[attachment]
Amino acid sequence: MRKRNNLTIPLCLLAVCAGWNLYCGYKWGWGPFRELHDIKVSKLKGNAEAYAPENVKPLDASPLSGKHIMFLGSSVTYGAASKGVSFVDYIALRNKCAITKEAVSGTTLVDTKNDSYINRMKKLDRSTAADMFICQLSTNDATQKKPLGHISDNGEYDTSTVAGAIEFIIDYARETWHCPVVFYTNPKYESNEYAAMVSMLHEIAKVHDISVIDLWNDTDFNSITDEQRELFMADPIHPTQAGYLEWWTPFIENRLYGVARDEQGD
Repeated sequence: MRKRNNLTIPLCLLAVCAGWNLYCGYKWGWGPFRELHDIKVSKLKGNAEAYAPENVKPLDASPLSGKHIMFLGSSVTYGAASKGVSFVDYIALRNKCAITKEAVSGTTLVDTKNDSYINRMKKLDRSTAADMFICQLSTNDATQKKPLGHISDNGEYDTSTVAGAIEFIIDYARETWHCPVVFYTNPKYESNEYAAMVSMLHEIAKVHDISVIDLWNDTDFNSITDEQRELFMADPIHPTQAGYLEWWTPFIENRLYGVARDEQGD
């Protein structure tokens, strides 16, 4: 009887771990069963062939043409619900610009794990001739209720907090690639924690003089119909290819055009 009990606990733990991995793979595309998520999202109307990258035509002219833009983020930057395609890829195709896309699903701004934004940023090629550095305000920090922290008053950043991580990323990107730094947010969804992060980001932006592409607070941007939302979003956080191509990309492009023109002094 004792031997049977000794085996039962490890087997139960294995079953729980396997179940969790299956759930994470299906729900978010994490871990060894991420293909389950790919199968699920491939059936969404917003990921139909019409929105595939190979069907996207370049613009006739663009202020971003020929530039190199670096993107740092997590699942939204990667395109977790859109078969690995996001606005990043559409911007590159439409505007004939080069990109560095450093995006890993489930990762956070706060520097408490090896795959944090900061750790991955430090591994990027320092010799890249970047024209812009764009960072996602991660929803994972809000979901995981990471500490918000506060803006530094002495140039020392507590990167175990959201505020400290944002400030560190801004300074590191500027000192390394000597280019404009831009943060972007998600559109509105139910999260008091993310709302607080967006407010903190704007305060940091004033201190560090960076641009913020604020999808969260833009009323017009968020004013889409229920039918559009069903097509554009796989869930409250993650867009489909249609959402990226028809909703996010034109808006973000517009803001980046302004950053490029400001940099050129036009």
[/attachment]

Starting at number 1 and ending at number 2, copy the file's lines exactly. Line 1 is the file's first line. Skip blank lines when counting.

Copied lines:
Amino acid sequence: MRKRNNLTIPLCLLAVCAGWNLYCGYKWGWGPFRELHDIKVSKLKGNAEAYAPENVKPLDASPLSGKHIMFLGSSVTYGAASKGVSFVDYIALRNKCAITKEAVSGTTLVDTKNDSYINRMKKLDRSTAADMFICQLSTNDATQKKPLGHISDNGEYDTSTVAGAIEFIIDYARETWHCPVVFYTNPKYESNEYAAMVSMLHEIAKVHDISVIDLWNDTDFNSITDEQRELFMADPIHPTQAGYLEWWTPFIENRLYGVARDEQGD
Repeated sequence: MRKRNNLTIPLCLLAVCAGWNLYCGYKWGWGPFRELHDIKVSKLKGNAEAYAPENVKPLDASPLSGKHIMFLGSSVTYGAASKGVSFVDYIALRNKCAITKEAVSGTTLVDTKNDSYINRMKKLDRSTAADMFICQLSTNDATQKKPLGHISDNGEYDTSTVAGAIEFIIDYARETWHCPVVFYTNPKYESNEYAAMVSMLHEIAKVHDISVIDLWNDTDFNSITDEQRELFMADPIHPTQAGYLEWWTPFIENRLYGVARDEQGD